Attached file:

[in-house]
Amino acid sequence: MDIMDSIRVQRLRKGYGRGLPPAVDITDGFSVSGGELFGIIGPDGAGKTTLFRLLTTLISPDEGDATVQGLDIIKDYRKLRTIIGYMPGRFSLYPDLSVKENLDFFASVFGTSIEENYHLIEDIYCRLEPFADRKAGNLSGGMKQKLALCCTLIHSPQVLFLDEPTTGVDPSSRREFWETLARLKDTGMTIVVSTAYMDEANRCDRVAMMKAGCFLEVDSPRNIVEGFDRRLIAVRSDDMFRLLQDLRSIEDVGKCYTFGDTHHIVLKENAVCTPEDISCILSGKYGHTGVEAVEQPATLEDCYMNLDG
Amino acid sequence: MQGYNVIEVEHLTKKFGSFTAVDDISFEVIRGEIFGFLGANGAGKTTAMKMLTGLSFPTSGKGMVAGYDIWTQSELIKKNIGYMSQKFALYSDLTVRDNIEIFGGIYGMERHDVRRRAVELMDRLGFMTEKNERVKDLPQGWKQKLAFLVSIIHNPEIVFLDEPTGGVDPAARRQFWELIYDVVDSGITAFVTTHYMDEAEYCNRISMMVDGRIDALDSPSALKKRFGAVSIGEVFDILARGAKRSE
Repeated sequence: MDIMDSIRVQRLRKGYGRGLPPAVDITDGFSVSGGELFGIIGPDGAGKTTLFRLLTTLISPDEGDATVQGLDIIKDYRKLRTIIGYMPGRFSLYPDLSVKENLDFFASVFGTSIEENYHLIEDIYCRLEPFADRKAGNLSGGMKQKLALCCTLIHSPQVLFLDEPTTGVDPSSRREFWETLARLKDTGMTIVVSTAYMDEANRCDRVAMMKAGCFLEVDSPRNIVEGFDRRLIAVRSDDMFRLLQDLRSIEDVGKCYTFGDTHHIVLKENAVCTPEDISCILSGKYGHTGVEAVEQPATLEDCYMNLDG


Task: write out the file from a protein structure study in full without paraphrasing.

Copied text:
[in-house]
Amino acid sequence: MDIMDSIRVQRLRKGYGRGLPPAVDITDGFSVSGGELFGIIGPDGAGKTTLFRLLTTLISPDEGDATVQGLDIIKDYRKLRTIIGYMPGRFSLYPDLSVKENLDFFASVFGTSIEENYHLIEDIYCRLEPFADRKAGNLSGGMKQKLALCCTLIHSPQVLFLDEPTTGVDPSSRREFWETLARLKDTGMTIVVSTAYMDEANRCDRVAMMKAGCFLEVDSPRNIVEGFDRRLIAVRSDDMFRLLQDLRSIEDVGKCYTFGDTHHIVLKENAVCTPEDISCILSGKYGHTGVEAVEQPATLEDCYMNLDG
Amino acid sequence: MQGYNVIEVEHLTKKFGSFTAVDDISFEVIRGEIFGFLGANGAGKTTAMKMLTGLSFPTSGKGMVAGYDIWTQSELIKKNIGYMSQKFALYSDLTVRDNIEIFGGIYGMERHDVRRRAVELMDRLGFMTEKNERVKDLPQGWKQKLAFLVSIIHNPEIVFLDEPTGGVDPAARRQFWELIYDVVDSGITAFVTTHYMDEAEYCNRISMMVDGRIDALDSPSALKKRFGAVSIGEVFDILARGAKRSE
Repeated sequence: MDIMDSIRVQRLRKGYGRGLPPAVDITDGFSVSGGELFGIIGPDGAGKTTLFRLLTTLISPDEGDATVQGLDIIKDYRKLRTIIGYMPGRFSLYPDLSVKENLDFFASVFGTSIEENYHLIEDIYCRLEPFADRKAGNLSGGMKQKLALCCTLIHSPQVLFLDEPTTGVDPSSRREFWETLARLKDTGMTIVVSTAYMDEANRCDRVAMMKAGCFLEVDSPRNIVEGFDRRLIAVRSDDMFRLLQDLRSIEDVGKCYTFGDTHHIVLKENAVCTPEDISCILSGKYGHTGVEAVEQPATLEDCYMNLDG